Ask Charlie...

How Do I…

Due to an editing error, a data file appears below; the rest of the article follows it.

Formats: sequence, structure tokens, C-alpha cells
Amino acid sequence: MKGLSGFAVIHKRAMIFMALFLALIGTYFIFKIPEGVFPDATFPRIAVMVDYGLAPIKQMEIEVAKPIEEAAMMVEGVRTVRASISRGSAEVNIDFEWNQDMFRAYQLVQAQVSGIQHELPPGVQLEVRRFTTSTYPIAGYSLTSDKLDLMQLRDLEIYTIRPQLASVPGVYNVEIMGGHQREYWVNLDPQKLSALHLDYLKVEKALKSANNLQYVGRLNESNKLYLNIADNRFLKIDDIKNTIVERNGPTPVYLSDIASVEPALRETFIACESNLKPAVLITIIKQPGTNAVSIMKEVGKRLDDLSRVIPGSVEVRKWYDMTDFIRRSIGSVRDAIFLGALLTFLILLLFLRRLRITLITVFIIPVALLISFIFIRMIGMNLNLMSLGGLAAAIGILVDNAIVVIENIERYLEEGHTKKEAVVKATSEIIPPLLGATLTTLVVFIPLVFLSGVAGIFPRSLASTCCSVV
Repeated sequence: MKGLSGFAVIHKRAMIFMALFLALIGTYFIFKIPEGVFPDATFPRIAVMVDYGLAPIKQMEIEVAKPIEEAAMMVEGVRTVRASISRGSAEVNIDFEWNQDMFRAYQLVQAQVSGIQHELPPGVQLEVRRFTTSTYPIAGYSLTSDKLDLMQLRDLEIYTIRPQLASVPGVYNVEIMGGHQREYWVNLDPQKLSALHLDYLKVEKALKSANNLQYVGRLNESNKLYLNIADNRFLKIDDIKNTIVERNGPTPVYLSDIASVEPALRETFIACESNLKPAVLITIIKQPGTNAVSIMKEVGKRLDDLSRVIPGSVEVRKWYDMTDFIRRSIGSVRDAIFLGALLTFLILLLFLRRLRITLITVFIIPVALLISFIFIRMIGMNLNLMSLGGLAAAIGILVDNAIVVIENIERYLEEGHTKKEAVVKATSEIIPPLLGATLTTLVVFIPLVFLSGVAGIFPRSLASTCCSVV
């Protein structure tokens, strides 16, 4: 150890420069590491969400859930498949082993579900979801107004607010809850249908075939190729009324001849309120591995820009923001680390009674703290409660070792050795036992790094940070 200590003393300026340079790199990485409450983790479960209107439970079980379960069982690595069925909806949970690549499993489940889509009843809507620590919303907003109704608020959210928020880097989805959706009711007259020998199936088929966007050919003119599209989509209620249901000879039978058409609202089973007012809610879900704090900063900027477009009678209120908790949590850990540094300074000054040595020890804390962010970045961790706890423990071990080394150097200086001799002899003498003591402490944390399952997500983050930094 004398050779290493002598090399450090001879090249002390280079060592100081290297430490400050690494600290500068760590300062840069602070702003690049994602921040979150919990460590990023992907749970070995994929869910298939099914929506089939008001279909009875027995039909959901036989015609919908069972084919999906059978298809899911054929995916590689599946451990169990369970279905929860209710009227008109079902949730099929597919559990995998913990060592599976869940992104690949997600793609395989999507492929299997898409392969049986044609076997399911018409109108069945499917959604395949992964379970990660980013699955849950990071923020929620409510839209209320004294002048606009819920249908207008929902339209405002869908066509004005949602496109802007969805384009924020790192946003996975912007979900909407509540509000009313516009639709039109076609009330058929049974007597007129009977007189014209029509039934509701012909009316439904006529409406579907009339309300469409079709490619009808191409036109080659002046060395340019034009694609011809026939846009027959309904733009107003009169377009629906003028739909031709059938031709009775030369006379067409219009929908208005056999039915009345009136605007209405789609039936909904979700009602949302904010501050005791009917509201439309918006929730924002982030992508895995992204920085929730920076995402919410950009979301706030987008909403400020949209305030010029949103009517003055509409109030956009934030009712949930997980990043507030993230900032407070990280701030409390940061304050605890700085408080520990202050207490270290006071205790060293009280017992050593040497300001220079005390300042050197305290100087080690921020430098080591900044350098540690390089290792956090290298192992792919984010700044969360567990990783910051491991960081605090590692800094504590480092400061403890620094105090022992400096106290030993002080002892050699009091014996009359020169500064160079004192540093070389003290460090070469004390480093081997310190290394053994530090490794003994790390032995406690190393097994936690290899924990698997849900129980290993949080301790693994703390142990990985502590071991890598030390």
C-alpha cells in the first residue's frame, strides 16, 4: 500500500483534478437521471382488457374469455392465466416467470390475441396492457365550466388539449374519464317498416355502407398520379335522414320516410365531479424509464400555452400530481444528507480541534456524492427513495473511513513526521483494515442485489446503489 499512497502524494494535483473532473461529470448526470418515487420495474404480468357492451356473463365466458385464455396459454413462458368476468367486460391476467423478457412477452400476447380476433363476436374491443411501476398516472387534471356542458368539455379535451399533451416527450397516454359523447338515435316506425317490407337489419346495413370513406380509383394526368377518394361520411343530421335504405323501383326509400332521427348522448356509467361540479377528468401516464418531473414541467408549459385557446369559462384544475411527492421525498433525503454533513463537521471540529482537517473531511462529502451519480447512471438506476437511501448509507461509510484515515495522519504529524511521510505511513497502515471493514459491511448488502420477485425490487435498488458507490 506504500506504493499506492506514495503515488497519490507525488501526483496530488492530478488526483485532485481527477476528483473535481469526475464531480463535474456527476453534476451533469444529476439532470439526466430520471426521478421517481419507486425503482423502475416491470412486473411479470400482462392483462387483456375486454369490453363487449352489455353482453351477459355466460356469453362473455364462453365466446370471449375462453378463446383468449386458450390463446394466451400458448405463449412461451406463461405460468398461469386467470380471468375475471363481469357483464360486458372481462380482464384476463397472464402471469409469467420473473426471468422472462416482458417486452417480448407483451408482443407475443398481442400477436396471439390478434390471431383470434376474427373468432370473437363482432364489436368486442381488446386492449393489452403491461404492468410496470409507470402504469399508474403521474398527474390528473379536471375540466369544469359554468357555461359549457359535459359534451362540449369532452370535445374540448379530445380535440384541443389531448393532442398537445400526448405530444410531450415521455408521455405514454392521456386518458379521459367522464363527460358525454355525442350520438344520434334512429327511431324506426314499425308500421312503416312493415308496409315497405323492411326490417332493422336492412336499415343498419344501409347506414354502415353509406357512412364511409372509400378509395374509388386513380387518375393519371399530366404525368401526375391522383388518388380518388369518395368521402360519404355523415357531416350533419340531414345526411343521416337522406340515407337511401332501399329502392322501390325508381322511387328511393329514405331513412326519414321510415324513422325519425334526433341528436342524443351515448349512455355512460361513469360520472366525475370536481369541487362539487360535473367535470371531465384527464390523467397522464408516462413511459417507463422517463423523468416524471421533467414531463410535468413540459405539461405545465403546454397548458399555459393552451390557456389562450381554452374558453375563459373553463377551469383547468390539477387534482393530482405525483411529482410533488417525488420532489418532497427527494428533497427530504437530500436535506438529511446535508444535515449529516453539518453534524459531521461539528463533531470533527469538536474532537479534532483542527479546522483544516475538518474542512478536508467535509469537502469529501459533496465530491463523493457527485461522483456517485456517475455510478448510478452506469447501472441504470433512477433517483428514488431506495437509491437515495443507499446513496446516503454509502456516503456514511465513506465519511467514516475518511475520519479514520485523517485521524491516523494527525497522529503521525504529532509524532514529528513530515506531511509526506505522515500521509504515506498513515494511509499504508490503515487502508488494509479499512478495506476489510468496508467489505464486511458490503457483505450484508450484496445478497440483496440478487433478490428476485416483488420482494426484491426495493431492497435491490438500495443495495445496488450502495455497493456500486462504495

I get asked a lot of questions. Sometimes I’m asked about this guitar or that guitar, this piece of gear or that piece of gear. Other times they begin, “How do I…” and always refer to being better in some way—sound better, play better, sing better… You’d think that the obvious answer would be practice. And while that can and does help, it’s rarely that simple. People want a simple answer and they want it to be easy. If I am to answer truthfully, it will be neither of those. For example, if your desire is to be a better player you really must ask yourself exactly what that means to you. It is an incredibly complicated question when you analyze it. The first thing to ask yourself would be “better in what way, or ways?” Do you just want to know more basic chords, or do you want to explore more sophisticated chord voicings as found in jazz? Does better mean that you want to learn to play some lead guitar? How about learning to play by ear or being able to pick up on an unknown song by listening to it once or twice? The possibilities are nearly endless and are different for anyone asking the question. If I were to attempt to fully answer the question, I’d need to ask a multitude of questions myself in the attempt to know what that individual is really looking for. If that person is a student, then we’ll likely have time to find out what they really want to know and have the time to explore and work on those things. If, however, we meet at a gig, the time for interaction is very limited, so the answer is usually highly compressed in time and content. That doesn’t mean I don’t want you to approach me at gigs. I do, and I welcome the chance to interact with you, but just know that I may not be able to give you an in-depth answer. Where I’m going with this is that you need to have a focus for your practice, and you need an outside source to tell you when you’re doing it correctly and when you’re not. Practicing something wrong is worse that not practicing it at all. And, you need to have someone to guide you to the next step in the process, because as you add knowledge and skills to your inventory, you’ll see how much more there is to add. It’s an endless process. The good news is that at some point you’ll have gained enough knowledge and skills that you’ll be able to continue that process on your own. If you’re not there yet, you probably know. Likewise, if you are there, you know that, too.